Clinton skeds fund-raiser at Emmerich home

Once again, presidential campaigns are in a race to raise money in advance of a key quarterly deadline. And once again, they are trying to heighten expectations of their opponents and lower those of their own candidate.

This weekend, it will seem as if D.C. has moved West, as Hillary Clinton, Dennis Kucinich and Joe Biden appear at various fund-raisers and Los Angeles events. John Edwards and Bill Richardson also are scheduled to visit.

Also scheduled for swings through L.A. are two lawmakers raising money for their political action committees: Rep. Rahm Emanuel (D-Ill.) and Sen. Jim Webb (D-Va.).

Because of Senate voting, there was some doubt on Thursday as to whether Clinton would be able to keep her Friday schedule, which includes a fund-raiser at the home of director Roland Emmerich.

Clinton has been solidifying her support with what may be called Hollywood’s established entertainment-political class, with such figures as News Corp. president Peter Chernin and, more recently, director Steven Spielberg giving her their endorsement. On a swing through Los Angeles earlier this month, she raised more than $1 million at events at Chernin’s home and at the residence of director Brett Ratner.

But backers of Barack Obama, regarded as her chief rival, say the senator is still doing very well in the Hollywood community among younger donors, many of whom may not have been involved in politics before. Obama has the backing of such figures as Jeffrey Katzenberg, Spielberg’s partner in DreamWorks, and talkshow host Oprah Winfrey.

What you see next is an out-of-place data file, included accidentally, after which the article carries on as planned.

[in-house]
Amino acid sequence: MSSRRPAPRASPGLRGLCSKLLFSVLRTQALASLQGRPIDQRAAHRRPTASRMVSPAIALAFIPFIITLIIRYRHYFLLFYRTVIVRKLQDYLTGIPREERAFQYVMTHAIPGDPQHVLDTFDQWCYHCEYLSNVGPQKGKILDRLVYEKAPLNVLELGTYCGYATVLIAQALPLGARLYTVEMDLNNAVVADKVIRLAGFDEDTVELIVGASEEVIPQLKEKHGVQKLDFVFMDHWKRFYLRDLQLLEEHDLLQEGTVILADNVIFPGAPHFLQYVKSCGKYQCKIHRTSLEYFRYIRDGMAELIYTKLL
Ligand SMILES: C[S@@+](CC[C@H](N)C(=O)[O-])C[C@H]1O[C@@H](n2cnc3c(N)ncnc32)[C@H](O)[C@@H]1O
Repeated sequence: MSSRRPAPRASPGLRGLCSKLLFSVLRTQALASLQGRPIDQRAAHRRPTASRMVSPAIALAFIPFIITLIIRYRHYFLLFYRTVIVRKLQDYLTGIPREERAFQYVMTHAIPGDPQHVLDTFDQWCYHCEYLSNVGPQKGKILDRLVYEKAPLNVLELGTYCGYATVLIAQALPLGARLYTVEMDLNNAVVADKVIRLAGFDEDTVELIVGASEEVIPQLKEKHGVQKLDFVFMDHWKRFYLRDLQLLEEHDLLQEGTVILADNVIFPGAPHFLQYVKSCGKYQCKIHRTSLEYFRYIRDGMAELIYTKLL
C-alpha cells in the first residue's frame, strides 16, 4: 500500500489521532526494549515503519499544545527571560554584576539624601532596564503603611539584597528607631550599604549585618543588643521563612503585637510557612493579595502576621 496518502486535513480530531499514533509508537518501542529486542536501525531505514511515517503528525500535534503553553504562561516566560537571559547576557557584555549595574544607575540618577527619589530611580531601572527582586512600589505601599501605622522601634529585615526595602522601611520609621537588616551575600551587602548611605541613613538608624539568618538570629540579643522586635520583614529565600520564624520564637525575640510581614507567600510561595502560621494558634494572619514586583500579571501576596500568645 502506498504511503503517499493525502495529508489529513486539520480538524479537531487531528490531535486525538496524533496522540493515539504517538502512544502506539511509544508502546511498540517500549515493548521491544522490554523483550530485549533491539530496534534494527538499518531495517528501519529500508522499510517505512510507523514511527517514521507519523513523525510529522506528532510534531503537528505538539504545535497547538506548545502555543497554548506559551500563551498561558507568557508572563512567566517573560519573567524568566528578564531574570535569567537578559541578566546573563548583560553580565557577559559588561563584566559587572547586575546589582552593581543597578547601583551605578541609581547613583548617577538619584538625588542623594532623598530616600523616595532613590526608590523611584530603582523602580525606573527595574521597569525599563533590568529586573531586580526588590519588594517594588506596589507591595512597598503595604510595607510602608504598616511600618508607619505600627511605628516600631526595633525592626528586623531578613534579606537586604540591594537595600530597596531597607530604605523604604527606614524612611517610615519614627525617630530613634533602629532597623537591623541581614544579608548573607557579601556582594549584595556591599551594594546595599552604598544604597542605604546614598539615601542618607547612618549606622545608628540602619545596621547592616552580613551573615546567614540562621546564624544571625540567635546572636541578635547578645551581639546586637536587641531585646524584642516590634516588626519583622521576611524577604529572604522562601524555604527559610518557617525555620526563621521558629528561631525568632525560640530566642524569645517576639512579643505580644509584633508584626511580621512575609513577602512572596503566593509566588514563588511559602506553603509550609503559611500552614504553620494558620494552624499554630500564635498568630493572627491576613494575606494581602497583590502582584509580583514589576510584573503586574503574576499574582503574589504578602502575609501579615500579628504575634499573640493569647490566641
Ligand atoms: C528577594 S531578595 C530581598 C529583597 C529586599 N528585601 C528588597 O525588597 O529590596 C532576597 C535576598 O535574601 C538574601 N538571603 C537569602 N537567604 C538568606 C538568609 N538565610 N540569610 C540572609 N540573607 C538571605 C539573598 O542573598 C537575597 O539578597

“My sense is there are still a lot of people giving to multiple candidates,” said political consultant Bill Carrick. “They just haven’t gotten to a place where they want to donate to one exclusively.”

Much more will be revealed after June 30, after which campaigns will be required to file reports that disclose the names of all their donors who have given $200 or more. As such, campaigns are under the gun to raise as much as they can to post the best numbers possible as a measure of their viability.

“It is getting to the point where it is not as easy to raise money,” said one fund-raiser. “The low-hanging fruit is gone.”

Because of this, campaigns have staged smaller events, or receptions aimed at specific parts of the Hollywood community. Although not officially billed as such, Clinton’s fund-raiser at Emmerich’s Hollywood home, co-hosted by Chad Griffin and Yashar Hedayat, has been aimed in part at the gay community. Tickets to a general reception cost $250 to $500. A VIP reception beforehand costs $2,300. Co-chairs include Greg Berlanti, Bruce Cohen, Steve Tyler, and Philip Mercado and Todd Quinn, among others.

Former President Bill Clinton also will do some surrogate campaigning, as he is scheduled to attend a Newport Beach fundraiser on Sunday.

Meanwhile, John Edwards is scheduled for a pair of industry events. Tony and Donna Scott are hosting a $500-per-person fund-raiser at their home on Sunday afternoon, with co-chairs including Hank Azaria, Army Bernstein, Heather Thomas and Skip Brittenham, Gary and Teddi Cole, James and Erin Denton, Gigi Levangie Grazer, Seth Green, Jeanne Tripplehorn, J.C. Spink and Van Fletcher and Skip Paul, among others. The next night, Edwards is scheduled to attend a $500-per-person event at Ratner’s home.

Biden is scheduled to attend a Los Angeles fund-raiser on Sunday, although that reception is not specifically aimed at the entertainment business.

Webb, a former Secretary of the Navy and screenwriter, was to attend an event on Saturday at the home of longtime supporters Sherry Lansing and William Friedkin.

Emanuel is scheduled to raise money for his Our Common Values PAC in an event co-hosted by his brother, Endeavor’s Ariel Emanuel, and his wife Sarah Addington. The Saturday afternoon cocktail reception will be at the home of Arianna Huffington, the other co-host.

And during all of this is the U.S. Conference of Mayors annual meeting at the Century Plaza Hotel. Hillary Clinton, Richardson and Kucinich are scheduled to address the conference.

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